Gardening

Indoor planting plan

Indoor planting plan



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No problem! Indoor gardening offers an excellent introduction to the wonderful world of gardening. Most people love plants, but not everyone has the right resources or space to start up a garden. You can always grow plants indoors.

Content:
  • 6 Useful Vastu Tips For Indoor Plants
  • Indoor Garden Design join the Nurture family
  • 21 Best Indoor Plants For Any Location
  • Indoor garden design ideas – types of indoor gardens and plant tips
  • 20 Indoor Garden Designs that Will Bring Life Into the Home
  • These are the 15 easiest indoor houseplants (that won't die on you)
  • 15 Best Indoor Gardening Ideas for Beginners and Advanced Gardeners
WATCH RELATED VIDEO: How to Grow Indoor Plants - Mitre 10 Easy As Garden

6 Useful Vastu Tips For Indoor Plants

In a hurry? We found the perfect last-minute gifts for all your loved ones. Our editors independently selected these items because we think you will enjoy them and might like them at these prices. If you purchase something through our links, we may earn a commission.

Pricing and availability are accurate as of publish time. Indoor plants not only act as a quick decorating tool , they also help clean the environment and air around them. But if you're worried you have a black thumb, fret not! Note: If you've got kids or pets, be sure to check if the plant is toxic before purchasing.

Why you want it: First of all, this indoor plant has an air-purifying quality that can absorb and strip toxins like formaldehyde from materials in the home like carpet. How neat is that? It has trailing stems and works well in a hanging basket or as a climbing plant with some training onto a trellis or whatever object that will support it.

How to care for it: This indoor houseplant can produce stems that trail 8 feet or longer, so just cut them back when they get too long and your plant will continue to look full and healthy. It can thrive in an array of lighting conditions, but low light may diminish the leaves' variegation. Allow soil to dry somewhat between watering. Pothos does well in an array of normal room temperatures.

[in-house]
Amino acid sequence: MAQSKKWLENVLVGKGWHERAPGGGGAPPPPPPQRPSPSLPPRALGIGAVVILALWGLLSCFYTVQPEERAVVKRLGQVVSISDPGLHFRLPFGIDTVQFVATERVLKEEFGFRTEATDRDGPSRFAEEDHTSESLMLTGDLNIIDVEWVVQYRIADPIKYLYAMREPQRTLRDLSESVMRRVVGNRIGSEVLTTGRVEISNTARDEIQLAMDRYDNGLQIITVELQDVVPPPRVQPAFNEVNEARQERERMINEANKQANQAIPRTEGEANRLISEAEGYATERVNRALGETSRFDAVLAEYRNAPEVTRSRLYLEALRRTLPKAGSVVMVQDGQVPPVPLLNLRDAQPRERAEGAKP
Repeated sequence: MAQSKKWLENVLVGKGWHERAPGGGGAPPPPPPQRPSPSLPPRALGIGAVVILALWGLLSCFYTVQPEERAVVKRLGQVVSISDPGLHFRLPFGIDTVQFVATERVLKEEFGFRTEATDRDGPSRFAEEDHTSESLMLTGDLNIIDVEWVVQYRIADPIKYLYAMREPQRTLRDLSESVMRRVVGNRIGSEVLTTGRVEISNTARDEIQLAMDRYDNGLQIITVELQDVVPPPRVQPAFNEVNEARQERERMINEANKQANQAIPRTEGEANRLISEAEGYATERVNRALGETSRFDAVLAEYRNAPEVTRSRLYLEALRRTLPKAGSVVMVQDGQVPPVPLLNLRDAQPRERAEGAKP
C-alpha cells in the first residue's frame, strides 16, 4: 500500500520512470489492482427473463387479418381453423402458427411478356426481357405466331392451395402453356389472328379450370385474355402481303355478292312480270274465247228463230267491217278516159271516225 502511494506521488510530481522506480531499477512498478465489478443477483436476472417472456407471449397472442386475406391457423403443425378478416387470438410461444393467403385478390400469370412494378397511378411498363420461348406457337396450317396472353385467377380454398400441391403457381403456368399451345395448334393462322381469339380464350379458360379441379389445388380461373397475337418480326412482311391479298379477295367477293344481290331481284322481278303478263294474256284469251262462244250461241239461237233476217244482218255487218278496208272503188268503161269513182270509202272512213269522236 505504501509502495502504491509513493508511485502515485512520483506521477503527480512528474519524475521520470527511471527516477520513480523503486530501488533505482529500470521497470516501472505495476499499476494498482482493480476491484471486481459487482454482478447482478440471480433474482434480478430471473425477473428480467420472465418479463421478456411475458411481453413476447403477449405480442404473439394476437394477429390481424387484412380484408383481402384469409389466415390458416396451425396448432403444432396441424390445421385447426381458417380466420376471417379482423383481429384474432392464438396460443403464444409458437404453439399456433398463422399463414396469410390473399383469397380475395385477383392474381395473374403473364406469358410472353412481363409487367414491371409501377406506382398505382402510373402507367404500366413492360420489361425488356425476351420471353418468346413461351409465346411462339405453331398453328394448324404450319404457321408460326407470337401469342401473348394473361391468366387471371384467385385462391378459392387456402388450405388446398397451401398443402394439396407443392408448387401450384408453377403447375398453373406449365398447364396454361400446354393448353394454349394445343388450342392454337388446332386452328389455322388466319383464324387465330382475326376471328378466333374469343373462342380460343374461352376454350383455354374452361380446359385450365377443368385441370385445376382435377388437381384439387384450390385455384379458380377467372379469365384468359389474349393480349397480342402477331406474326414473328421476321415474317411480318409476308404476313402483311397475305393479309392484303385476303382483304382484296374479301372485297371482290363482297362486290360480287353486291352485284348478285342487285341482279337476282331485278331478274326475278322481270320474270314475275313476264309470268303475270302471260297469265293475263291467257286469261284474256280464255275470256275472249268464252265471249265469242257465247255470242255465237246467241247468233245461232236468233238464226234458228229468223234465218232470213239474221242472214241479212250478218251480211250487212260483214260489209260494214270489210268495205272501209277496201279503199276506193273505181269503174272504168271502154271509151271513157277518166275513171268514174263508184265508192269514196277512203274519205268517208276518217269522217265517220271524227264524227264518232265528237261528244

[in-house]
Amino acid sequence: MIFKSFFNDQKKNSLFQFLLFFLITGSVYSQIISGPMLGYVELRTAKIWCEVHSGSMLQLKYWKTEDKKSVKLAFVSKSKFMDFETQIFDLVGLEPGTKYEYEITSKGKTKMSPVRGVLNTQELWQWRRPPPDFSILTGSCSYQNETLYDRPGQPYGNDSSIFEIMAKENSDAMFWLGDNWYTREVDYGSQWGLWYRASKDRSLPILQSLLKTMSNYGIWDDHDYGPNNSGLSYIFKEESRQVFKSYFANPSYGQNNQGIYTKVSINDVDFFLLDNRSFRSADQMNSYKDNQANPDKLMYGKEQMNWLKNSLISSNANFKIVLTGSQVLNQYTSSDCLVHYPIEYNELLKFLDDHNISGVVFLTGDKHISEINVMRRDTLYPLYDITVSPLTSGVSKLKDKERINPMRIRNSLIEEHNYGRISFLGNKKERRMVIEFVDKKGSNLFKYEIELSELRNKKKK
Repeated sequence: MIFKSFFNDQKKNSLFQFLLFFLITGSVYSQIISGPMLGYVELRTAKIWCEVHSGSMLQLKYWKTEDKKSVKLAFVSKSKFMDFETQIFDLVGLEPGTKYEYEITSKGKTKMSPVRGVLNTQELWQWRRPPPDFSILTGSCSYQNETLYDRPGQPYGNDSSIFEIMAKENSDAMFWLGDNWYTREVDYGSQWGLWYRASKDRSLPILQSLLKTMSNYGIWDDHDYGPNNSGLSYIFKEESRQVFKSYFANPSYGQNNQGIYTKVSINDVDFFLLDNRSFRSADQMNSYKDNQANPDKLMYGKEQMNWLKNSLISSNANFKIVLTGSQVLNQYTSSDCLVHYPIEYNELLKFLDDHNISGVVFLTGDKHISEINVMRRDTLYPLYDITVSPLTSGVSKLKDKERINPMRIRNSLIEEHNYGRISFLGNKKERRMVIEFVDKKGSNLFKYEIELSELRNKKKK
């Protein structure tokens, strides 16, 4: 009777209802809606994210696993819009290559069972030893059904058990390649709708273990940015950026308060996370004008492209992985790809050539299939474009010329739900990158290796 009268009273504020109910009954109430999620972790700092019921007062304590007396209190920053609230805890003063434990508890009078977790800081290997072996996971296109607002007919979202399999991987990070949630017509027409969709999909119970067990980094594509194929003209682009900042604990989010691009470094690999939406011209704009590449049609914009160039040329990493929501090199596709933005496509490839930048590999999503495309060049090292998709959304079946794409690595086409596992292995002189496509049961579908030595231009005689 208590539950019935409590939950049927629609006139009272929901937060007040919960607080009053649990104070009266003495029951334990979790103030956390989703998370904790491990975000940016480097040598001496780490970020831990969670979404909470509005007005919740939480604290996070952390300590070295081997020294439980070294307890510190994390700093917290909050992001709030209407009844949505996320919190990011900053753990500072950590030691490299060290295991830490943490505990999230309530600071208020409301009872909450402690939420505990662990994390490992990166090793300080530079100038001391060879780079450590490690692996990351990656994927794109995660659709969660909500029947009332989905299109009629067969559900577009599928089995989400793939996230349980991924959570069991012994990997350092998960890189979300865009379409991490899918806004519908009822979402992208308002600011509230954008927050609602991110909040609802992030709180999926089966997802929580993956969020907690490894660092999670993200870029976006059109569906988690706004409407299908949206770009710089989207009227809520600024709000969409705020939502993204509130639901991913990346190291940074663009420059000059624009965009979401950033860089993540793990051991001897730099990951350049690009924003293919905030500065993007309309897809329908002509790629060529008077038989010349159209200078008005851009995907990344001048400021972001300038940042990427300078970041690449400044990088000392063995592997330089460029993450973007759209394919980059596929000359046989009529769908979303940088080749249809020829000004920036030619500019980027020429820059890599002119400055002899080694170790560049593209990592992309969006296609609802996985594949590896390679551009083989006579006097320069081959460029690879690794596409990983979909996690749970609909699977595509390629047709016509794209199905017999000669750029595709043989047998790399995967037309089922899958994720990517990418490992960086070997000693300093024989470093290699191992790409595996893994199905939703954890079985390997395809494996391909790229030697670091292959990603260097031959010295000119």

Why you want it: This succulent with long, pointed leaves has medicinal properties, as you probably well know. It can also grow 3-feet high to make a big impact indoors.

Smaller varieties, like the popular aloe vera, work great in small, sunny indoor spaces. How to care for it: Aloe likes room temperatures around 70 degrees and a lot of sunlight. As you might expect for a succulent, this indoor houseplant prefers dry soil, so avoid frequent watering for the best results.

Why you want it: These unusual-looking indoor plants add visual interest to a room, and they haven't fallen out of fashion after years of popularity. Spider plants come in a number of varieties and work well as hanging plants. How to care for it: Spider plants do well with evenly moist soil and bright or medium lighting conditions. Room temperatures of 60 to 75 degrees keep them thriving.

Why you want it: There's a real timeless elegance to ivy, and it trails down furniture for a pretty effect. Plus, it's easy to start a new plant for yourself or a friend by cutting off a section of the stem. Think instant hostess gift! OK, not completely instant. It takes about two weeks or so to start growing. How to care for it: English ivy likes moist soil and cooler room temperature conditions, ranging from the mids to about 70 degrees.

Why you want it: For those who love the look of a succulent — not to mention, the ease of care — a jade plant offers thick, lush leaves and visually interesting branches. It grows slowly and has the potential to live from the day your kids are born until their high school graduations It also looks great in a pretty pot when paired with other succulent varieties.

How to care for it: Jade plants don't require a lot of water, so keep soil somewhat dry. It prefers bright light and ordinary room temperatures. Why you want it: This easy-to-grow indoor houseplant will grow into an 8-foot-tall tree for a major pop of greenery in a room. If you prefer a smaller plant, make your rubber tree into a shrub shape by pruning any long stems.

Extra bonus: The dark green leaves have an attractive shiny finish. How to care for it: Allow the surface of the rubber tree's soil to dry out in between watering. It thrives in lighting conditions from medium to bright, and a range of room temperatures between about 60 and 80 degrees.Why you want it: The leaves of this pretty indoor plant can grow up to a foot long, and provide a tropical-looking accent to home decor.